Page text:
A spokesperson for Meta stated, “Meta believes in the value of free services which are supported by personalized ads. However, we continue to explore options to ensure we comply with evolving regulatory requirements.

Notably, a prominent critic of Meta’s data practices, Max Schrems, who has filed successful legal complaints against Zuckerberg’s platforms, expressed his intention to vigorously oppose these proposals through legal channels if the subscription fees are implemented. Schrems views such fees as equivalent to paying for fundamental rights.

Max Schrems strongly emphasized that “fundamental rights cannot be for sale.” He expressed concerns about the precedent this sets, suggesting that if we start paying for certain rights, it could lead to a scenario where rights such as voting or free speech might also come with a price tag. Schrems highlighted the potential consequence of only the wealthy being able to enjoy these rights, which could be particularly troubling when many people face financial challenges. Introducing this concept within the realm of data protection rights represents a significant departure.

Mark Zuckerberg, Meta’s founder and CEO, previously stated during a Senate hearing that there would always be a free version of Facebook available, but he did indicate that he would be open to considering a paid service.

Most of the time, Meta ventured into the realm of paid accounts by introducing a subscription service that offered certain benefits, including a verified account and direct access to customer support, although it did not provide an ad-free experience.

The European Union has implemented comprehensive new regulations aimed at overseeing the competitive practices of major tech companies, with a particular focus on the use of personal data for targeted advertising, among other business models.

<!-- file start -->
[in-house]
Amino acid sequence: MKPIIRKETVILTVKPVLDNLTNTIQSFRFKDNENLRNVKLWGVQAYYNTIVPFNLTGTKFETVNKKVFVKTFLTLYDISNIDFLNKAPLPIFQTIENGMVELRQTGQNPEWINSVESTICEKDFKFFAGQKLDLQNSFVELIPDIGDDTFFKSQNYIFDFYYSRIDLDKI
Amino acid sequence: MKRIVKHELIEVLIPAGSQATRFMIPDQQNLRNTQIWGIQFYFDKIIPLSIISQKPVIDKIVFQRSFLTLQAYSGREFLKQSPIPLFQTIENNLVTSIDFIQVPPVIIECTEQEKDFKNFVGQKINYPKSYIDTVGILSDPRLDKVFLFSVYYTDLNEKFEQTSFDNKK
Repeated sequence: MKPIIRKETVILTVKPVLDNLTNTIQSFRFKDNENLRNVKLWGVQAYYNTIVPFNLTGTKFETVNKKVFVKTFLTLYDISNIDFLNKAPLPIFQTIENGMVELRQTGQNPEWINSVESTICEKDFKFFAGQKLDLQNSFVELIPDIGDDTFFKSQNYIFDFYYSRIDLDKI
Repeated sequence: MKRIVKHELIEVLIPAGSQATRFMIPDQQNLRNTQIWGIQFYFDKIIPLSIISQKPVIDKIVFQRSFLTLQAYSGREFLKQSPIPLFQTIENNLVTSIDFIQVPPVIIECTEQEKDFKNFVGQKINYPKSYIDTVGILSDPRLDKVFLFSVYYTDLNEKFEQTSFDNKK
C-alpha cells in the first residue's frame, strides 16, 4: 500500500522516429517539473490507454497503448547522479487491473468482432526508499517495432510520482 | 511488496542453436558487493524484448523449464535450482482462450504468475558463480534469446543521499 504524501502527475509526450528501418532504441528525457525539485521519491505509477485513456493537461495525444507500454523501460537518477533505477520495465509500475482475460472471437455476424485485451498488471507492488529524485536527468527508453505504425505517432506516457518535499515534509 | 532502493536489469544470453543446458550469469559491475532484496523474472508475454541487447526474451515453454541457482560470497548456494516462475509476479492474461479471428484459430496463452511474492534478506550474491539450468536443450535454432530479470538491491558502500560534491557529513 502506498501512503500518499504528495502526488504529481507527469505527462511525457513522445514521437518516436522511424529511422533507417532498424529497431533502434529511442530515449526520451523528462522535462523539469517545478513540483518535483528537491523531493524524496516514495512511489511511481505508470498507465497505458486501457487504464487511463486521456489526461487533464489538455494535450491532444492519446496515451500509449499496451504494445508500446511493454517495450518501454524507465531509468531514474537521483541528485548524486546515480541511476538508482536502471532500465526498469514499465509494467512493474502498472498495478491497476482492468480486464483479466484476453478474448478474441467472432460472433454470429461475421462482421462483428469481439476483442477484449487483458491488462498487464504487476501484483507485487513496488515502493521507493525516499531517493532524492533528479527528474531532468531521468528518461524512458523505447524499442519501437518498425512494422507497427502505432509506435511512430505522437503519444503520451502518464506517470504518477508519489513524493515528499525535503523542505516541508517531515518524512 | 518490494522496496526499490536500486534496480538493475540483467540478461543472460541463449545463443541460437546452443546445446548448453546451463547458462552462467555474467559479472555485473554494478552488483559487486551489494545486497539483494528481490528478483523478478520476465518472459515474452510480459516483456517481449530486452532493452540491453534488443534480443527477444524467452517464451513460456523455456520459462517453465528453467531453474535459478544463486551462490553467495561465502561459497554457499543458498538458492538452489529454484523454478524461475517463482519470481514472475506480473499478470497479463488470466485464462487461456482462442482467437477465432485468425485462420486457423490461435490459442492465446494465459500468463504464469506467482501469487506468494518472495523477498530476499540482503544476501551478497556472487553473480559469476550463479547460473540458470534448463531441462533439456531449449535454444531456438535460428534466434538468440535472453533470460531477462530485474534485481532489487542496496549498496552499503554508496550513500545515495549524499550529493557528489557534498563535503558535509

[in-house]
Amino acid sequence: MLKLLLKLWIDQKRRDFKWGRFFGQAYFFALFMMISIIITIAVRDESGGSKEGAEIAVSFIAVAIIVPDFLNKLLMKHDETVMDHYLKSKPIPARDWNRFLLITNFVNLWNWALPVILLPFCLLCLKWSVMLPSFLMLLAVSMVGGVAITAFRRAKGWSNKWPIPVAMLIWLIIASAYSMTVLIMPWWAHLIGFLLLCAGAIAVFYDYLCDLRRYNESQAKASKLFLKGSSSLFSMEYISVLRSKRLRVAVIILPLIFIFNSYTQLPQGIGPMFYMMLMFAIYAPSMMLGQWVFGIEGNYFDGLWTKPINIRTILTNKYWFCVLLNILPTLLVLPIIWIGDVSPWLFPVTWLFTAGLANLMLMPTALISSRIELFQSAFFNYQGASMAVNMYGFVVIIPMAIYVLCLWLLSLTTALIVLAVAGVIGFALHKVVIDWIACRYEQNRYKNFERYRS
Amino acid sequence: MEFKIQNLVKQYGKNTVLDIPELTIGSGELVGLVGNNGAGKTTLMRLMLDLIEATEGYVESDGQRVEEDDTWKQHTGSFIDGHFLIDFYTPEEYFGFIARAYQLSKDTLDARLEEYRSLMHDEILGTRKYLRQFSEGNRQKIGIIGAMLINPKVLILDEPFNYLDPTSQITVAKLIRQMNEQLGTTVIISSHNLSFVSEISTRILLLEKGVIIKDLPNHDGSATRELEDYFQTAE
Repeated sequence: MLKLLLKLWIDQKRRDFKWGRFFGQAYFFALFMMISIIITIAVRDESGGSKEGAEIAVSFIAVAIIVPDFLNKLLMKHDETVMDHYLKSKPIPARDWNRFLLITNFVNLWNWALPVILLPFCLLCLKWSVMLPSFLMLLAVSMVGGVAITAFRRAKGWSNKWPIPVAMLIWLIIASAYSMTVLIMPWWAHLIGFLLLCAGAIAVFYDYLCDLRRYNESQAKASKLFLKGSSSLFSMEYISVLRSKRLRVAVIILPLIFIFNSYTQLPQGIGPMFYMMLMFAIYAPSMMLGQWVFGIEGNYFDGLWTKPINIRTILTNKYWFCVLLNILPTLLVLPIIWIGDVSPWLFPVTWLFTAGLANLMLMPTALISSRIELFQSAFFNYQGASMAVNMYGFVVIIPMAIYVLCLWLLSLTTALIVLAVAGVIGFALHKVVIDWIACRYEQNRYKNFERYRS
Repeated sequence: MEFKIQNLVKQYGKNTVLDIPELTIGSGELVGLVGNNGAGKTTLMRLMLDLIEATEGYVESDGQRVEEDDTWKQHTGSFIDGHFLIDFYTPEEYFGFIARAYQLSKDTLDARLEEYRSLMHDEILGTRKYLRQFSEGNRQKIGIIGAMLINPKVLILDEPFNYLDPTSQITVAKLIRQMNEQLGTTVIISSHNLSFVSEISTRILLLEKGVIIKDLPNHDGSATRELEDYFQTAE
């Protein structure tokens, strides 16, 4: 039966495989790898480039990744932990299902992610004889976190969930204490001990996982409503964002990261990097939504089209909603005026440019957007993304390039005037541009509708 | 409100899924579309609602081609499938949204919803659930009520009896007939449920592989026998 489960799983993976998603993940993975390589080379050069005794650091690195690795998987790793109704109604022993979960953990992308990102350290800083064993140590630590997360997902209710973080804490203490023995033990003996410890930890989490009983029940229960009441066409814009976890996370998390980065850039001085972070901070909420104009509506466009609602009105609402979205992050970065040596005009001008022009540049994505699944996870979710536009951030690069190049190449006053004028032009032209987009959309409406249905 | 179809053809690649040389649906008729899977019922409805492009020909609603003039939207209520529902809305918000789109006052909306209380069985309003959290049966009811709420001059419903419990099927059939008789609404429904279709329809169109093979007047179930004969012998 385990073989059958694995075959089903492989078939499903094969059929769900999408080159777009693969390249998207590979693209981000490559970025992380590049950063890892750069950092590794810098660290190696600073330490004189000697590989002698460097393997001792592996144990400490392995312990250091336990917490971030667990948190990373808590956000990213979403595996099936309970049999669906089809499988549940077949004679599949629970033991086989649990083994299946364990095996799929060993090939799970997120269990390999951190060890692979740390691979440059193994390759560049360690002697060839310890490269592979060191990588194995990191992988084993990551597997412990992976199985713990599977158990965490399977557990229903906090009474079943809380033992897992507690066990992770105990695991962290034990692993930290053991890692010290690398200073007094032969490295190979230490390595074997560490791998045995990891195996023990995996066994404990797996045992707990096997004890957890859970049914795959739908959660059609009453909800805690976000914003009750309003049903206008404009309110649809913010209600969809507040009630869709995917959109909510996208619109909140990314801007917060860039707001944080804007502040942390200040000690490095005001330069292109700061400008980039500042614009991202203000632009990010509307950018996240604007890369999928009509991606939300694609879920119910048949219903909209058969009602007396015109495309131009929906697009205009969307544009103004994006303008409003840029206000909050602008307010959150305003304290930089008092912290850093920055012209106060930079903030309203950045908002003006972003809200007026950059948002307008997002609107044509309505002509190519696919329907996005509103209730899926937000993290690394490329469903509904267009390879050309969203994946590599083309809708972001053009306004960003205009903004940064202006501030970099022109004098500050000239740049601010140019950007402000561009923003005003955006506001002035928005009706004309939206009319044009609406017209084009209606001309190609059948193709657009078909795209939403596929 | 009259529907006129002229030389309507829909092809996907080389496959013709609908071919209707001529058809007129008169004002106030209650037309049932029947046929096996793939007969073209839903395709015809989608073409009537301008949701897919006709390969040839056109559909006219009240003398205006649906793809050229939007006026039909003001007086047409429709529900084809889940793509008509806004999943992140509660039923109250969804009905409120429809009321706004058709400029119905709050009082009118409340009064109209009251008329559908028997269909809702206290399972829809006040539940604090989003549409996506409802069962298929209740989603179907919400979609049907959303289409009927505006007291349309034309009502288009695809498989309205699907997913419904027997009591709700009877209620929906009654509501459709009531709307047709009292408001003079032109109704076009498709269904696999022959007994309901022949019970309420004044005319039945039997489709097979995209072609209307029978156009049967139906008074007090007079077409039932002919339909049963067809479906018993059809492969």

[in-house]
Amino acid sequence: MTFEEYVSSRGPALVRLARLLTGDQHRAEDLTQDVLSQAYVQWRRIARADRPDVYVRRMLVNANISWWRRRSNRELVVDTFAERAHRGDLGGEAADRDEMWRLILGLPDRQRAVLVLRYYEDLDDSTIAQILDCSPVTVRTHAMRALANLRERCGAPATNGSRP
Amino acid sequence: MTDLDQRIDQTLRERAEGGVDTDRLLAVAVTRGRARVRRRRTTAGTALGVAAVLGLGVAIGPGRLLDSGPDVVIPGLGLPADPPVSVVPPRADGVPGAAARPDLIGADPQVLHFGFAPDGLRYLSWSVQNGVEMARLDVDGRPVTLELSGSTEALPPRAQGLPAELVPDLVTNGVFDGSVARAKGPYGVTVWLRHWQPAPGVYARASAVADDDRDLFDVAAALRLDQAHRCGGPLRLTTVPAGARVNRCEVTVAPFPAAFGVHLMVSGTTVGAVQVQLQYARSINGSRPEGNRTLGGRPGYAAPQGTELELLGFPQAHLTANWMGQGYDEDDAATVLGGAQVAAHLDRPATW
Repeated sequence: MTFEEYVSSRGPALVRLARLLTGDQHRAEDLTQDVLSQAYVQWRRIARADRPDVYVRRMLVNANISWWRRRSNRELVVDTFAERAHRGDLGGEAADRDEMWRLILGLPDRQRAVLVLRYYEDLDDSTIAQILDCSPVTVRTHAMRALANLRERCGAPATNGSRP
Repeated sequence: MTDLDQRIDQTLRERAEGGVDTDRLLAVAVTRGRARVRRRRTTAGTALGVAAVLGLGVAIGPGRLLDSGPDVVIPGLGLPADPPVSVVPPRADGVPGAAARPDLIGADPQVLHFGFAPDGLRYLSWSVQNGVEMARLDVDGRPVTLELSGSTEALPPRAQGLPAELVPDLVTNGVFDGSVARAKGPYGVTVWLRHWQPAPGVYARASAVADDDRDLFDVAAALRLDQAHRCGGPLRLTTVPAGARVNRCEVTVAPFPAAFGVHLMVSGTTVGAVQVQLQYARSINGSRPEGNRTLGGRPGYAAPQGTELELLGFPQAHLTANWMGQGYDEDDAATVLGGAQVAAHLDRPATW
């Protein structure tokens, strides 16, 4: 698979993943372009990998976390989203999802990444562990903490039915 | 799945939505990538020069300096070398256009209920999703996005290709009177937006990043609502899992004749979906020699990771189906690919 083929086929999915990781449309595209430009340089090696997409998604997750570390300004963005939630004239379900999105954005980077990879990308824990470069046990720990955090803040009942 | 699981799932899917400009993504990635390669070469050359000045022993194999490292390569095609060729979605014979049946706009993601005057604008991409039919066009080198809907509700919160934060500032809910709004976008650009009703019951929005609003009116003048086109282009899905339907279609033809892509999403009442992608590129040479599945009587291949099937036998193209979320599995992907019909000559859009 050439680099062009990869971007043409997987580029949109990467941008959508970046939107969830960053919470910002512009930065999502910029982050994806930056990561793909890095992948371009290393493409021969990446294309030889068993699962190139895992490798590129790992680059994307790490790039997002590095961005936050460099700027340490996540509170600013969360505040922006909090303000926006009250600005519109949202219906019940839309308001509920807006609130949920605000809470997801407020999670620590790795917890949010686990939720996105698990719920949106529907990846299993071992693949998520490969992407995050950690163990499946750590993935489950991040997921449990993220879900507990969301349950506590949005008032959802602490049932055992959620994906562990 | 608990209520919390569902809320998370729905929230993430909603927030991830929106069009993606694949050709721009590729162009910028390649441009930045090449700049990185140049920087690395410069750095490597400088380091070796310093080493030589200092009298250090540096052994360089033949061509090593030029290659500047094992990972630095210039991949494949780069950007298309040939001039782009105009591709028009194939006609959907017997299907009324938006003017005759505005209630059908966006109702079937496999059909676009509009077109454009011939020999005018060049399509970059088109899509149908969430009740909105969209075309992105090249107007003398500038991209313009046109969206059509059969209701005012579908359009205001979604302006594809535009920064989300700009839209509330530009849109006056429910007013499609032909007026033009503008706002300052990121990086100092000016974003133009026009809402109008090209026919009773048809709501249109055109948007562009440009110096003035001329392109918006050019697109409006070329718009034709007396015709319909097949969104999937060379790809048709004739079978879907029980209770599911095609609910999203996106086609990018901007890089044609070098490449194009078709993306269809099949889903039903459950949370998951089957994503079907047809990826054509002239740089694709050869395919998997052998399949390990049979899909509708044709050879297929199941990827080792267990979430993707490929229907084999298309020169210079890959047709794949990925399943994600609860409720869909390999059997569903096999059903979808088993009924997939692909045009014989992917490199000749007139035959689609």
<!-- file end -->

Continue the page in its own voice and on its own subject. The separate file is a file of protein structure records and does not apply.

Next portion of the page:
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Under the EU’s Digital Markets Act legislation, Meta’s platforms will be required to obtain explicit consent before tracking a user’s behavior for advertising purposes. Companies falling within the purview of this legislation have already taken steps to comply. In the past month, EU users who opened an app after a period of inactivity were asked whether they consented to have their behavior tracked on their mobile devices for services.

The Digital Markets Act is a subsequent piece of legislation that follows the Digital Services Act, which became effective on August 25th. The Digital Services Act addresses issues such as online hate, child sexual abuse, and disinformation. It represents the first-ever set of laws governing online content and seeks to regulate and mitigate these challenges in the digital space. Together, these two acts aim to establish a comprehensive regulatory framework for the online environment within the European Union.